Python Basics: Everything You Need to Know to Get Started

Python Basics: Everything You Need to Know to Get Started Featured Image

Programming is not something you can pick up in a day. That said, if you wanted a crash course in Python basics, you’ve come to the right place. This article will give you a quick and dirty overview of many of the core concepts of my favorite programming language, Python.

Table of Contents

Installation

There’s really no point in talking about Python if you don’t already have a way to run it. Fortunately, there are several ways to get your system ready to go.

First, you can skip installing Python by using an online editor instead. For example, you might head over to replit which has an online editor for both Python 2 and Python 3. From there, you can jump straight down to the syntax section and start writing some code.

But, wait a minute! What’s all this about two different versions of Python? This is one of the quirky bits of learning to program. Programming languages, in general, change over time as they receive new features and bug fixes. To indicate these changes, version numbers are used.

As of 2021, Python has gone through three major iterations. The most recent version, Python 3, has been around since 2008. It’s predecessor, Python 2, came out in 2000. Currently, Python 2 has reached end-of-life, so it’s recommended that you stick with Python 3—as I’ve discussed in the past.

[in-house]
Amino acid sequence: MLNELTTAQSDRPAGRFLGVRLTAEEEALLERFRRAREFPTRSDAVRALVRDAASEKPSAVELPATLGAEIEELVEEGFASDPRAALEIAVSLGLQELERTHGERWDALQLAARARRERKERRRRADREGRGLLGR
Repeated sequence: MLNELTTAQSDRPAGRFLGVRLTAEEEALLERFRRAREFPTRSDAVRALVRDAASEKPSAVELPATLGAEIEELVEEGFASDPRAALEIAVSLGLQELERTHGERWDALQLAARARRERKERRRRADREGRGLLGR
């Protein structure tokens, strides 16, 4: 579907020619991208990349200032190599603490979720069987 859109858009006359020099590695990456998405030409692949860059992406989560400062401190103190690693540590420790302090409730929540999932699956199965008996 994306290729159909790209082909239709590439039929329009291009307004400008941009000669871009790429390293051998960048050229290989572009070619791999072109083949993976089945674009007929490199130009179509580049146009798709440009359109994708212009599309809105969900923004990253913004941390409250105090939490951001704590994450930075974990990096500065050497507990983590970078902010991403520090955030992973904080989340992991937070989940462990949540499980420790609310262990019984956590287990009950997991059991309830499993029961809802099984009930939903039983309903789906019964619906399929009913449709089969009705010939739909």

With that said, the second way to get Python running on your system is to head over to the Python website to download the installOpens in a new tab.. At the time of writing, the most recent version of Python was Python 3.9.5. Once you’ve downloaded it and run the install, you should be good to go!

Tools

Awhile back, I wrote a whole article on Python tools, but here’s the quick summary. There are three main ways to write Python code:

  • Interpreters
  • Text Editors
  • IDEs

An interpreter (or more specifically, a REPL) is a tool that allows you to write code line-by-line to see what it does. You can think of this sort of like a calculator where you punch in a command and observe its output. Typically, folks use these to test small snippets of code or to learn code as beginners. Python comes with one of these out of the box called IDLE, if you want to give it a whirl.

A text editor is sort of the next step up. It allows you to create files which can store multiple lines of code. Later, these files can be executed using plugins or external tools to perform more complex tasks. For example, I use a Python file to generate my featured images at the top of each post. A common text editor in 2021 is VS Code, but there are probably 100s of options.

An integrated development environment (IDE) is the final evolution of the text editor which includes ways to write and execute code—among other handy features. IDES are recommended if you want an all-in-one solution which can be quick to setup and run. That said, they often carry a bit of a learning curve which is why folks might recommend starting with a REPL first. I personally use PyCharm, but there are a handful of other choices as well.

Syntax

Once you’ve downloaded Python and picked a development tool, the rest is learning the syntax (i.e., the language grammar). Fortunately, Python syntax is pretty quick to pickup. There are basically two main sets of structures you need to worry about: statements and expressions.

Expressions are pieces of code that equate to values. For example, adding two numbers together is an expression that equates to a sum. These expressions are important because they allow us to think about data in a variety of ways.